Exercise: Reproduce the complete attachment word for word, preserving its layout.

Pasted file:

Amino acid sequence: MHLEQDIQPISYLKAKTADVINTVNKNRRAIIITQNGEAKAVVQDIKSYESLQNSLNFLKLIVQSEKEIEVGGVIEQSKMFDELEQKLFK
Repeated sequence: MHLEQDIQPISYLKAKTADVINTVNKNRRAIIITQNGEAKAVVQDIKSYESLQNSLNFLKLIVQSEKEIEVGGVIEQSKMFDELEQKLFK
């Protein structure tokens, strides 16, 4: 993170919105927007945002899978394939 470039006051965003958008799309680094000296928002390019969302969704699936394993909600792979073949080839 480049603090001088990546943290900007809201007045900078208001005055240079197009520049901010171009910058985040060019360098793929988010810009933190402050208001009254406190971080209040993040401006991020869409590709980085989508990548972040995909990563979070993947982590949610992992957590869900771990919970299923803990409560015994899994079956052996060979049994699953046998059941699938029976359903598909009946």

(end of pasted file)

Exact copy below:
Amino acid sequence: MHLEQDIQPISYLKAKTADVINTVNKNRRAIIITQNGEAKAVVQDIKSYESLQNSLNFLKLIVQSEKEIEVGGVIEQSKMFDELEQKLFK
Repeated sequence: MHLEQDIQPISYLKAKTADVINTVNKNRRAIIITQNGEAKAVVQDIKSYESLQNSLNFLKLIVQSEKEIEVGGVIEQSKMFDELEQKLFK
């Protein structure tokens, strides 16, 4: 993170919105927007945002899978394939 470039006051965003958008799309680094000296928002390019969302969704699936394993909600792979073949080839 480049603090001088990546943290900007809201007045900078208001005055240079197009520049901010171009910058985040060019360098793929988010810009933190402050208001009254406190971080209040993040401006991020869409590709980085989508990548972040995909990563979070993947982590949610992992957590869900771990919970299923803990409560015994899994079956052996060979049994699953046998059941699938029976359903598909009946």